As the healthcare system continues its transition to value-based reimbursement, it has become incumbent on chief medical officers to seek out ways to improve quality and lower costs for their hospitals. Nowhere is this more relevant than the operating room, where each minute of additional time is associated with escalating costs.
Consequently, hospital leaders across the nation face constant pressure to uncover new, more-efficient means of providing high-quality care while keeping costs under control. And they must do so during a time when hospitals are confronting a raft of other challenges: an influx of aging Baby Boomers who require high-risk interventions, an impending national shortage of surgeons, and a frequent lack of the data visibility required to understand and improve clinical performance.
Seen in isolation, any of these challenges would be daunting enough. But taken together, they illustrate the difficult odds hospital leaders are staring down as they seek to position their organizations for success in a value-based world.
Paul Summerside, MD, the former Chairman of Aurora Baycare Medical Center in Green Bay, Wis., and the former Chief Medical Officer (CMO) of Baycare Health System and the Baycare Clinic, knows from experience the many competing priorities that CMOs must juggle on a daily basis.
To better manage the challenges of overseeing an OR, Summerside recommends hospital leaders keep in mind the three following lessons:
1. Hire high-quality staff
There’s no question that leaders across all industries strive to create cohesive, high-functioning teams that work well together and complement each other’s skill sets. Doing so takes on even greater importance in the realm of surgery, which requires strong team chemistry and teamwork in an often tense, pressure-filled environment.
“Success in surgery is predicated on teamwork,” says Summerside. “The entire team must be intensely focused on serving the needs of the patient in the room. It’s no exaggeration to say this is a life-and-death matter.”
For CMOs, the problem is that they have little-to-no data or objective measures to quantify the performance of surgeons who apply to work at their hospitals. Typically, CMOs must make hiring decisions based on a minimal amount of information about a surgeon’s background – resume, degrees, residencies, references – all of which provide little information on actual performance. For surgical staff, such as nurses, performance information is even more sparse.
To overcome this lack of actionable data, hospital leaders should create their own performance metrics, according to Summerside. Implement comprehensive, 360-degree surveys of all new hires at intervals of 30, 90 and 180 days. Admittedly, this is a high-sensitivity and low-specificity process, but in the absence of reliable data, it’s a vital step to promote quality and standardization.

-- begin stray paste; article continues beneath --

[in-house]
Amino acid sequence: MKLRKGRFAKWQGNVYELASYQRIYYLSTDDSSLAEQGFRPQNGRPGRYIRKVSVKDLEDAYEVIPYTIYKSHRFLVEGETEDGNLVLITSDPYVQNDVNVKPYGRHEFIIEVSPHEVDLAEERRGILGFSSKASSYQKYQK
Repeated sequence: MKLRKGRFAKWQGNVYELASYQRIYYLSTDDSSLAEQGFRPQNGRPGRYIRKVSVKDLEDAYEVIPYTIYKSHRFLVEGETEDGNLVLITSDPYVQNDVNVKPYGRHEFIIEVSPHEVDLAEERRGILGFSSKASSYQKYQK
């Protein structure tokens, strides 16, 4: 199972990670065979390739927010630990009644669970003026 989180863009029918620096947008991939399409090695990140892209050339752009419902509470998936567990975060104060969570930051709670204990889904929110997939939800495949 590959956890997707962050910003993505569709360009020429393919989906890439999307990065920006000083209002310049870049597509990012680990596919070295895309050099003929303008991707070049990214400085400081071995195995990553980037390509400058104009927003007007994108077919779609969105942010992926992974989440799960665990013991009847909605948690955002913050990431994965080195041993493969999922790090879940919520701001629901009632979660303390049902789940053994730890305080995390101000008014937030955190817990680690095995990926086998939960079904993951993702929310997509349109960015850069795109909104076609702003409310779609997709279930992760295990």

2. Don’t tolerate sub-optimal performance
Even the best hospitals are likely to employ some underperforming clinicians and/or staff members. In most cases, these team members have simply not received adequate training to perform some of their job duties at an acceptable level.
Too often, hospital managers demonstrate a willingness to rationalize poor performance, and hesitate to intervene on known issues because they feel they lack the time and resources to drive behavior change. This is another problem that is further exacerbated by the lack of objective performance data on individual team members in the OR.
Nonetheless – whatever the reason behind the underperformance – once hospital leaders have identified suboptimal performers, it is their responsibility to find a way to ensure that underperforming employees are given the opportunity to improve.
“There’s no way around it,” says Summerside. “If your hospital has underperforming staff, you must invest the needed time and resources in interventions and training that will correct the issues. Find the time and money now, or you’ll end up spending a lot more later.”
3. Address the problem of objective visibility
Leveraging reliable, objective data in the decision-making process doesn’t guarantee that wise decisions will result, but it’s better than the alternative. Hospital leaders who don’t implement systems that produce clear, actionable data run the risk of formulating decisions from information that is essentially guesswork.
“The more ambiguous the data, or the less substantial the data, the easier it is to kid yourself about the results,” Summerside says.
For example, imagine a scenario in which OR staff members unanimously report that a team member is failing to perform up to standards. Without solid data to substantiate these claims, the performance assessment remains anecdotal, and becomes much easier for the underperforming staff member to dismiss – and much more difficult for leadership to affect change.
This scenario clearly illustrates why it is essential that hospital leaders leverage all available data resources to obtain clear, objective feedback on quality and performance. A potential solution to collecting this data is embracing OR integration technologies.
From new reimbursement models to unpredictable government regulations to an aging, more-acute patient population, hospital administrators are confronted with a complex array of challenges that are frequently beyond their control. However, savvy hospital leaders can implement three important lessons – hire high-quality staff, don’t tolerate under performance and address the problem of objective visibility – to seize control of their own futures and place their organizations on a sustainable path forward.